A few years ago I was given an amazing family heirloom quilt but it wasn’t until this year that I really came to know the story behind it. The 48″ x 60″ quilt is tied with red and purple yarn and is made up of strips in the middle and a row of quarter square triangles running vertically along the sides. It is finished with a beautiful blue border that also runs along the sides, leaving an interesting edge along the top and bottom without it feeling incomplete or undeveloped. The back has a few strips of the fabric from the front in what I assume is a type of sashing to reinforce and strengthen the edge and that to me indicates the top of the quilt. This is an element that I seem to see quite a lot in older quilts and as far as I know has not really carried over into more modern style quilting. The back is made from a piece of bedcover and has a marvellous textured design throughout.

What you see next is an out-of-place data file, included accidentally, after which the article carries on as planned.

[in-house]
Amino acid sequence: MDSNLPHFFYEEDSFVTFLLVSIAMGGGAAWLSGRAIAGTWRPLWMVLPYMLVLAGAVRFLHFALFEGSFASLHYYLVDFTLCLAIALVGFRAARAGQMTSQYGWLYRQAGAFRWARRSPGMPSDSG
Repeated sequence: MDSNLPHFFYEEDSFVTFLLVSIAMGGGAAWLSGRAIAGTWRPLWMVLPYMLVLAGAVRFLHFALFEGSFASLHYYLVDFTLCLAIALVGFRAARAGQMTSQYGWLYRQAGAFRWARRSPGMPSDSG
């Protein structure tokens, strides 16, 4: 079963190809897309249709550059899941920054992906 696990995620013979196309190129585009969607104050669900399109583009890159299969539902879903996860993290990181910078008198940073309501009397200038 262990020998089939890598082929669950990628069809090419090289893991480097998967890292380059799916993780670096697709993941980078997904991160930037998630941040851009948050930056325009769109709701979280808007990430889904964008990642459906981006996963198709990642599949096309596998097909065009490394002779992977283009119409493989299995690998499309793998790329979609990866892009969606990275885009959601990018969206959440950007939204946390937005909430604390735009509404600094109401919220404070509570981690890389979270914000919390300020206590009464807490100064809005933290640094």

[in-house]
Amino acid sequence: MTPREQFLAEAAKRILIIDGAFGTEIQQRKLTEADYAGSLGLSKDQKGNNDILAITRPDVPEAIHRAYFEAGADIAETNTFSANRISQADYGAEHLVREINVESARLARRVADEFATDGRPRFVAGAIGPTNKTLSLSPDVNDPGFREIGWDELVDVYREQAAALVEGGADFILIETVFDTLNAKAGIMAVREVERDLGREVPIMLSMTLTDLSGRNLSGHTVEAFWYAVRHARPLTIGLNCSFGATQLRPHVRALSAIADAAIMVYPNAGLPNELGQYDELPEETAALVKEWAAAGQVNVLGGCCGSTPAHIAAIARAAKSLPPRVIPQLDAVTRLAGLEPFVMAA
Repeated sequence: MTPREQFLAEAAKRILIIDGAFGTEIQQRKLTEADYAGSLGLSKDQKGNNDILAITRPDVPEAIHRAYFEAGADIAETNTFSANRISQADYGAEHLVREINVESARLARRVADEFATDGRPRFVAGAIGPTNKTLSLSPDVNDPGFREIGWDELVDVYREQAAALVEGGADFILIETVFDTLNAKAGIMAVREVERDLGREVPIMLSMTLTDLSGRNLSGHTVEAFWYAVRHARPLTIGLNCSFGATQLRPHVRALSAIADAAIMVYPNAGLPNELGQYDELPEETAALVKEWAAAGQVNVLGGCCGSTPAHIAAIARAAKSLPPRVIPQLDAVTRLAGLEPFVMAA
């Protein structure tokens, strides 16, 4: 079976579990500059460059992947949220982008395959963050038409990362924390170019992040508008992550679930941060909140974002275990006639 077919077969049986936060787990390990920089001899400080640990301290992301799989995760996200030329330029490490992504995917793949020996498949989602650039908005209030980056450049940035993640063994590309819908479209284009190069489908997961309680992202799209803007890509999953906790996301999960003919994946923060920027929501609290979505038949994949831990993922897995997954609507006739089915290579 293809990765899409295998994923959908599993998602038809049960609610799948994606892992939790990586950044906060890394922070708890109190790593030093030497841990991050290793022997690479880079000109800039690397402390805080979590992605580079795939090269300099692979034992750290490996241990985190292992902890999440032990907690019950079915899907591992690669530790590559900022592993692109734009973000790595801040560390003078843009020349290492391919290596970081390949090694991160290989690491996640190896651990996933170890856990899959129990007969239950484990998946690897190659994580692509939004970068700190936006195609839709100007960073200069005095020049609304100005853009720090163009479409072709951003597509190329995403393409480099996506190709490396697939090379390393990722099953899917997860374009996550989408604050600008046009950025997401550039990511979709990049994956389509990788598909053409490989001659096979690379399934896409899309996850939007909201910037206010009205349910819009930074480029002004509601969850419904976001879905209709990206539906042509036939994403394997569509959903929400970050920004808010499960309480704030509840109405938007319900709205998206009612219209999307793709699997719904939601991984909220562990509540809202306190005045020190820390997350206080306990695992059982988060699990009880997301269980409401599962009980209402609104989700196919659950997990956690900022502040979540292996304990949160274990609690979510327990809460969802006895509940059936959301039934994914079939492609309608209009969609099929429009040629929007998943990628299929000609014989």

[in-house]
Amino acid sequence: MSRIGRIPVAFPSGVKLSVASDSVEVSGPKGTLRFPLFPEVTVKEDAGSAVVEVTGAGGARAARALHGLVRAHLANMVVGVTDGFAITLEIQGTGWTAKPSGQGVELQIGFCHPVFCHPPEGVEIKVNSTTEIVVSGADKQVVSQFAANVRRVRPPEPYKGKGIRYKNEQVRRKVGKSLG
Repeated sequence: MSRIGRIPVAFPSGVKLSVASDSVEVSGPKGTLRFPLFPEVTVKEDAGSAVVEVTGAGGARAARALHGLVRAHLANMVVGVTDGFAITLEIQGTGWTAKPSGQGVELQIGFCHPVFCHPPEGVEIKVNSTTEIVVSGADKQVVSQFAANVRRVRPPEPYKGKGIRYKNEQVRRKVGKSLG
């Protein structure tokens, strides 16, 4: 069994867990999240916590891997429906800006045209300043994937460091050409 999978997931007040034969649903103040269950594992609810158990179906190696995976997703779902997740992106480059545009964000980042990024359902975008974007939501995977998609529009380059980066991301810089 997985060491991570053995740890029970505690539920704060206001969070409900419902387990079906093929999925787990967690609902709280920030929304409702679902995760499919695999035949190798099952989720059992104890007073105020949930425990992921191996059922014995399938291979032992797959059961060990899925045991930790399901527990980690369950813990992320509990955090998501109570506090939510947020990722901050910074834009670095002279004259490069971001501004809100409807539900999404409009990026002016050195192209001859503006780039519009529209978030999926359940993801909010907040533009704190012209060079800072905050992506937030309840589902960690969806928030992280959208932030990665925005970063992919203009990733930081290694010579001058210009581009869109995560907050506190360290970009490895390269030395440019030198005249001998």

The front is made from 16 different solids, varying from light and dark blue to pinks, yellows, white, greens, oranges, and reds. Patterns abound here with plaids, florals, stripes, fruit, checkered squares, etc. to create a vibrant but balanced composition and a magnificent piece of art.
The quilt is quite fragile so I have kept it stored away to try and protect it from further damage. I had it out to air and to take some photographs when I decided to send the pictures to my aunt, hoping she would have an idea of the quilt’s history.
Originally I had thought that it was made by my grandmother, who died in her thirties so I never had the chance to meet her, but my aunt informed me that it was actually my great grandmother who was the quilter. Gullena Block, born on April 8, 1905, lived most of her life in Estevan, Saskatchewan and made a quilt for each of her grandchildren as wedding gifts. In true patchwork fashion the quilts were made from leftover scraps of fabric she had from curtains and dresses, etc.
I am only just starting to get to know the history of this side of my family and I have a lot more digging to do; all it took was a simple question about a quilt to get the ball rolling.
One thought on “History in a Quilt”